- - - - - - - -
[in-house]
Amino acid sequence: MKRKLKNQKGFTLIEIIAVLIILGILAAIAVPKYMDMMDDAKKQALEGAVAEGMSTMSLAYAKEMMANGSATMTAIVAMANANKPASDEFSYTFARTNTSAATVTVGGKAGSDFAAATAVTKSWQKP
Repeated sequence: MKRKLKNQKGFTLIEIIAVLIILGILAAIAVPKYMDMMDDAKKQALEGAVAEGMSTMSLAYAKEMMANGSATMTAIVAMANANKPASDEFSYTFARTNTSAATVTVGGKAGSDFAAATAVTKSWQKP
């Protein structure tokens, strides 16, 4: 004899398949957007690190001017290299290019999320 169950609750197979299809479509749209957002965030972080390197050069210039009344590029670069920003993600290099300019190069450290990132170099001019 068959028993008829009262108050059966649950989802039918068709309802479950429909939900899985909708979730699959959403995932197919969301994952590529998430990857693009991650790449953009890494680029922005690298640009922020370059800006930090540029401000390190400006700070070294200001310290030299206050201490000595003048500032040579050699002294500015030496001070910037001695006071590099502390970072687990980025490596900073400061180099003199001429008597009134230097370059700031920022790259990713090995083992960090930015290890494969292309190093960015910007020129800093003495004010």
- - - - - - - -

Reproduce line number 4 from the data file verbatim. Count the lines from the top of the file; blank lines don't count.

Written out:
């Protein structure tokens, strides 16, 4: 004899398949957007690190001017290299290019999320 169950609750197979299809479509749209957002965030972080390197050069210039009344590029670069920003993600290099300019190069450290990132170099001019 068959028993008829009262108050059966649950989802039918068709309802479950429909939900899985909708979730699959959403995932197919969301994952590529998430990857693009991650790449953009890494680029922005690298640009922020370059800006930090540029401000390190400006700070070294200001310290030299206050201490000595003048500032040579050699002294500015030496001070910037001695006071590099502390970072687990980025490596900073400061180099003199001429008597009134230097370059700031920022790259990713090995083992960090930015290890494969292309190093960015910007020129800093003495004010």